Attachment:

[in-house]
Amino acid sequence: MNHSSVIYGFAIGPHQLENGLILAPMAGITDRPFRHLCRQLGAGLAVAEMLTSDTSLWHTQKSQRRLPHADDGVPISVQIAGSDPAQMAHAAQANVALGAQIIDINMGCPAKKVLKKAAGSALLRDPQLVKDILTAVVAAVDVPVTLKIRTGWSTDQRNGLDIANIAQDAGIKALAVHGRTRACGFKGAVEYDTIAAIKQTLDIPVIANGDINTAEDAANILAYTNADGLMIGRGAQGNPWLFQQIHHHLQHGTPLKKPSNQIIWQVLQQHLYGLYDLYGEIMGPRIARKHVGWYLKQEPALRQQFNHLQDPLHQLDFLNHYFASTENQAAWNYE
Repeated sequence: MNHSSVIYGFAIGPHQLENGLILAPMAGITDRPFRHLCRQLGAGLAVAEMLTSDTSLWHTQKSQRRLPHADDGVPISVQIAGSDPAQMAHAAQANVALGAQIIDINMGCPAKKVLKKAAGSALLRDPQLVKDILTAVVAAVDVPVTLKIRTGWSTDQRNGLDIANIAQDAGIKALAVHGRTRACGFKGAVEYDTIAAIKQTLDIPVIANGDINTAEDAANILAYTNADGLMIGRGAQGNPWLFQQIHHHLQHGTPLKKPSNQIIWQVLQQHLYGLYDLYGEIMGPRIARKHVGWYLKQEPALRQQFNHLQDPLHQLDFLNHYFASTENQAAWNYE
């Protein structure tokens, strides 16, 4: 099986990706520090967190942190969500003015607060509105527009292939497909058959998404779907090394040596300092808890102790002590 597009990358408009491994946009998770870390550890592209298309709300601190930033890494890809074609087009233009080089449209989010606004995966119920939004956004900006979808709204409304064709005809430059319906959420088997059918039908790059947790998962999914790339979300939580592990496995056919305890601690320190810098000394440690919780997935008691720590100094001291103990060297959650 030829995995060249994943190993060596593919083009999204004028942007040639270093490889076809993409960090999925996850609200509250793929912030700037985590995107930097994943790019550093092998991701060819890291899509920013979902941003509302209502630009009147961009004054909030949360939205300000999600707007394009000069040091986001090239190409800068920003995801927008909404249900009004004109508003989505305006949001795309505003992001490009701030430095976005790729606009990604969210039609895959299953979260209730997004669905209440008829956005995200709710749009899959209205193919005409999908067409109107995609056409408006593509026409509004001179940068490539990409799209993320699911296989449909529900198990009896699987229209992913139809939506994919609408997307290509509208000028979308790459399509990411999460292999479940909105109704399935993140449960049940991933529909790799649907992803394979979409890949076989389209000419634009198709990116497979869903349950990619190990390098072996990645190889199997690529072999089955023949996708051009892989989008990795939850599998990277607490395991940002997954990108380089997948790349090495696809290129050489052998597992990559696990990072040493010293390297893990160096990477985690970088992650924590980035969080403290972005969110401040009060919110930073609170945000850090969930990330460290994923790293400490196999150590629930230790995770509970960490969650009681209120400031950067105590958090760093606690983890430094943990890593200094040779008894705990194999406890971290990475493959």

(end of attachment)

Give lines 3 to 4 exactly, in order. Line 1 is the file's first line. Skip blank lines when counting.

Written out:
Repeated sequence: MNHSSVIYGFAIGPHQLENGLILAPMAGITDRPFRHLCRQLGAGLAVAEMLTSDTSLWHTQKSQRRLPHADDGVPISVQIAGSDPAQMAHAAQANVALGAQIIDINMGCPAKKVLKKAAGSALLRDPQLVKDILTAVVAAVDVPVTLKIRTGWSTDQRNGLDIANIAQDAGIKALAVHGRTRACGFKGAVEYDTIAAIKQTLDIPVIANGDINTAEDAANILAYTNADGLMIGRGAQGNPWLFQQIHHHLQHGTPLKKPSNQIIWQVLQQHLYGLYDLYGEIMGPRIARKHVGWYLKQEPALRQQFNHLQDPLHQLDFLNHYFASTENQAAWNYE
């Protein structure tokens, strides 16, 4: 099986990706520090967190942190969500003015607060509105527009292939497909058959998404779907090394040596300092808890102790002590 597009990358408009491994946009998770870390550890592209298309709300601190930033890494890809074609087009233009080089449209989010606004995966119920939004956004900006979808709204409304064709005809430059319906959420088997059918039908790059947790998962999914790339979300939580592990496995056919305890601690320190810098000394440690919780997935008691720590100094001291103990060297959650 030829995995060249994943190993060596593919083009999204004028942007040639270093490889076809993409960090999925996850609200509250793929912030700037985590995107930097994943790019550093092998991701060819890291899509920013979902941003509302209502630009009147961009004054909030949360939205300000999600707007394009000069040091986001090239190409800068920003995801927008909404249900009004004109508003989505305006949001795309505003992001490009701030430095976005790729606009990604969210039609895959299953979260209730997004669905209440008829956005995200709710749009899959209205193919005409999908067409109107995609056409408006593509026409509004001179940068490539990409799209993320699911296989449909529900198990009896699987229209992913139809939506994919609408997307290509509208000028979308790459399509990411999460292999479940909105109704399935993140449960049940991933529909790799649907992803394979979409890949076989389209000419634009198709990116497979869903349950990619190990390098072996990645190889199997690529072999089955023949996708051009892989989008990795939850599998990277607490395991940002997954990108380089997948790349090495696809290129050489052998597992990559696990990072040493010293390297893990160096990477985690970088992650924590980035969080403290972005969110401040009060919110930073609170945000850090969930990330460290994923790293400490196999150590629930230790995770509970960490969650009681209120400031950067105590958090760093606690983890430094943990890593200094040779008894705990194999406890971290990475493959």